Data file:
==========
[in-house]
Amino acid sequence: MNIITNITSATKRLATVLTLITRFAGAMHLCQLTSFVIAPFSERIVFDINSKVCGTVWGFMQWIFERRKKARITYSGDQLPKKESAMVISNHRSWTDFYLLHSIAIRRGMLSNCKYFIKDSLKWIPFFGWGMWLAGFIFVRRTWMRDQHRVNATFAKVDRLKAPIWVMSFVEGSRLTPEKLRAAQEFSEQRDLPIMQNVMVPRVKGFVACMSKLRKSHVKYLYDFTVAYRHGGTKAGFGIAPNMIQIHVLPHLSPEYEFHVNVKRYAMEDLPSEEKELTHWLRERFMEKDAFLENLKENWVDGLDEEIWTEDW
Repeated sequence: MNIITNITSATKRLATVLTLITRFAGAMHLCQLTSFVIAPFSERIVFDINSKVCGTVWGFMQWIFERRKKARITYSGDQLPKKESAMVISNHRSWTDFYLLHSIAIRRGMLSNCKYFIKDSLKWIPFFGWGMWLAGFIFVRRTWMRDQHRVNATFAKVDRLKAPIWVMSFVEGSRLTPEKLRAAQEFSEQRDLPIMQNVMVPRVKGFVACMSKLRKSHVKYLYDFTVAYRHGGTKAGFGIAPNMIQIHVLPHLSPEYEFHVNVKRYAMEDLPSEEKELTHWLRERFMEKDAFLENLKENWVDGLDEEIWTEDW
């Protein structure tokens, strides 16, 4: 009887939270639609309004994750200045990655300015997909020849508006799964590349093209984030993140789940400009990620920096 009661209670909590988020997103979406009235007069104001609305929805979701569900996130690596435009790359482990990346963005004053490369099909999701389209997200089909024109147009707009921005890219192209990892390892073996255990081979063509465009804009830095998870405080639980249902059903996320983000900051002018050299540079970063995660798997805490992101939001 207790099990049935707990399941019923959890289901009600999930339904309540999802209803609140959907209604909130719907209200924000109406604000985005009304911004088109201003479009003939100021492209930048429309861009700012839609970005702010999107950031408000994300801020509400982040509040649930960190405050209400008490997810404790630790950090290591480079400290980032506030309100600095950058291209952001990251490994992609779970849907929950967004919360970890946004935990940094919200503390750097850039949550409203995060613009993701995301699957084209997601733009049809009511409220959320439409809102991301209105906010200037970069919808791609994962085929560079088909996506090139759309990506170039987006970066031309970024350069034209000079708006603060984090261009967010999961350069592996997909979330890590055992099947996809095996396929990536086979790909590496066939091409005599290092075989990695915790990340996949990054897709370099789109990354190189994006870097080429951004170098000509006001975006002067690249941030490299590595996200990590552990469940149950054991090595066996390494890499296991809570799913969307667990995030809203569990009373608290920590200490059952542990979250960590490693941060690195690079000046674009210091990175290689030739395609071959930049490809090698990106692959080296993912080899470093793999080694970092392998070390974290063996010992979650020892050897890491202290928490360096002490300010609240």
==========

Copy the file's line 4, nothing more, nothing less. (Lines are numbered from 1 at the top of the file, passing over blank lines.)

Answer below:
């Protein structure tokens, strides 16, 4: 009887939270639609309004994750200045990655300015997909020849508006799964590349093209984030993140789940400009990620920096 009661209670909590988020997103979406009235007069104001609305929805979701569900996130690596435009790359482990990346963005004053490369099909999701389209997200089909024109147009707009921005890219192209990892390892073996255990081979063509465009804009830095998870405080639980249902059903996320983000900051002018050299540079970063995660798997805490992101939001 207790099990049935707990399941019923959890289901009600999930339904309540999802209803609140959907209604909130719907209200924000109406604000985005009304911004088109201003479009003939100021492209930048429309861009700012839609970005702010999107950031408000994300801020509400982040509040649930960190405050209400008490997810404790630790950090290591480079400290980032506030309100600095950058291209952001990251490994992609779970849907929950967004919360970890946004935990940094919200503390750097850039949550409203995060613009993701995301699957084209997601733009049809009511409220959320439409809102991301209105906010200037970069919808791609994962085929560079088909996506090139759309990506170039987006970066031309970024350069034209000079708006603060984090261009967010999961350069592996997909979330890590055992099947996809095996396929990536086979790909590496066939091409005599290092075989990695915790990340996949990054897709370099789109990354190189994006870097080429951004170098000509006001975006002067690249941030490299590595996200990590552990469940149950054991090595066996390494890499296991809570799913969307667990995030809203569990009373608290920590200490059952542990979250960590490693941060690195690079000046674009210091990175290689030739395609071959930049490809090698990106692959080296993912080899470093793999080694970092392998070390974290063996010992979650020892050897890491202290928490360096002490300010609240």